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Safety Gear

Discussion in 'New Riders and Riding Tips' started by Sir Skuffy, Dec 11, 2008.

  1. Safety Gear on a bike..... :eek:

    Many discussions for newbies are associated with Safety Gear - Helmet, Gloves, Jacket, Boots and Pants..... Great..... But, lets take a good clear look at what is defined as safety gear. But, before we go into details, let me share something. :)

    I was driving home in my 4x4 and was watching other riders doing "silly" things. And what ran through my mind was how naked we really are. Many of us ride quite agressively with 1.4mm of leather with some armour on the knees, shoulders and elbows. Some people look at back protectors and kneck protectors are now slowly coming into function - has been in MX and SX for some time but is now becoming more aparent in Road-bikes. :eek:

    Now, lets analyse some things.
    - Bike protection is primarily designed for race-tracks and not eveyday life
    - They are designed for high-sides and low side accidents where other obstacles are typically not involved.
    - Bike gear was never designed for instant stops, trees, cars, etc etc...... nor was the body.

    So, with that said, what is the primary role of the equipment we utilise when we ride? I will assume people are wearing full leathers, boots, helmet, gloves and a back protector.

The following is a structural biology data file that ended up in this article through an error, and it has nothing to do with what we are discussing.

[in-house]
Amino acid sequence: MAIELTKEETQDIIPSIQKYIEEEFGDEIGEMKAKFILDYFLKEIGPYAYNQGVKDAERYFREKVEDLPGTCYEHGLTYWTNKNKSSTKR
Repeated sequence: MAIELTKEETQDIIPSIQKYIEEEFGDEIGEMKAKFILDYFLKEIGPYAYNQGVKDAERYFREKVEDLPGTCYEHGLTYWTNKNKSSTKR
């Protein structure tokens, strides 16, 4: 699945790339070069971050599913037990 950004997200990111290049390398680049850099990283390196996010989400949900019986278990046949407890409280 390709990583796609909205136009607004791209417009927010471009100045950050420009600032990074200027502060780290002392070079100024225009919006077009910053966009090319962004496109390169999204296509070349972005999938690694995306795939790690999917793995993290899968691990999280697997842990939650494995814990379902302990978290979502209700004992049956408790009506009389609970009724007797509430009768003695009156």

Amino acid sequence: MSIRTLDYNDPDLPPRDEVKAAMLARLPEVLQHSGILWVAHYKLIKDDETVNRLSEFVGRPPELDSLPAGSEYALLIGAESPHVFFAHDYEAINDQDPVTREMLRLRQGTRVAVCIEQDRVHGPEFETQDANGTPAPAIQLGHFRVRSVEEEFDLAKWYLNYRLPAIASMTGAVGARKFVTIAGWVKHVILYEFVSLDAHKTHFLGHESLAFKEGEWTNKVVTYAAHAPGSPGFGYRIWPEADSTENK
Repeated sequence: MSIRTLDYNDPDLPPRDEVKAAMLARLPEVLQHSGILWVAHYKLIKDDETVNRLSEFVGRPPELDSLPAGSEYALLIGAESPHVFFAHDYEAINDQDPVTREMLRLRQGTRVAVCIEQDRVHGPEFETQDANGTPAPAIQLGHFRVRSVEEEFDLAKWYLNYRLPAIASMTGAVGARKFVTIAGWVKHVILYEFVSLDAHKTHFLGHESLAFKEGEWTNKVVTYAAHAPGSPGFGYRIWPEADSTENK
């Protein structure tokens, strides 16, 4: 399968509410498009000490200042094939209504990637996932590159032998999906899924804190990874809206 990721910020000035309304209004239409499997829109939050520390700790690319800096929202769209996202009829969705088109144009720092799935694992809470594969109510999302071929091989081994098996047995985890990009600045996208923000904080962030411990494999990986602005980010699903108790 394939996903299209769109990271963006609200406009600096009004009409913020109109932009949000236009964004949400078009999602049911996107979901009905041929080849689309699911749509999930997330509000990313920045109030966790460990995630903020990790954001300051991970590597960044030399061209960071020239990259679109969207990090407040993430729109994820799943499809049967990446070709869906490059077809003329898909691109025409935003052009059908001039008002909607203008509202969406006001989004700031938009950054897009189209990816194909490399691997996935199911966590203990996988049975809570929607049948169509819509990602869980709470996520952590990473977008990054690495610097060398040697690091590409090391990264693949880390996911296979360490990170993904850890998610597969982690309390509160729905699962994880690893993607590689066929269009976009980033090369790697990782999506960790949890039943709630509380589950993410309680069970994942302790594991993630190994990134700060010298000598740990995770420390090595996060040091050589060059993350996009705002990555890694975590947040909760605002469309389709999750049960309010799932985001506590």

1). Keep body parts confined and intact - seriously
    2). Provide a surface, other than skin, to slide along the road with
    3). Body armour is not designed for large impacts, but for "knocks and bumps"
    4). backprotector is not cushioned and does not crumple to absorb impact.
    The only thing with significant absorption is the helmet. So, we can safely say that the gear is designed for moderate speeds with no impact with imovable or larger objects. That is great - for the race track - but not for the weekend Black spur warrior. :shock:

    So, to my point, riding advise and learning to ride faster in a more controlled fashion is great, positive and we all do it. But, dont escape the one real truth in what we do and what surrounds us - we are unprotected projectiles that are hard to see and more often that not in the wrong place at the wrong time. This does not infer we are doing anything wrong, merely the situation we have chosen to exist. :cry: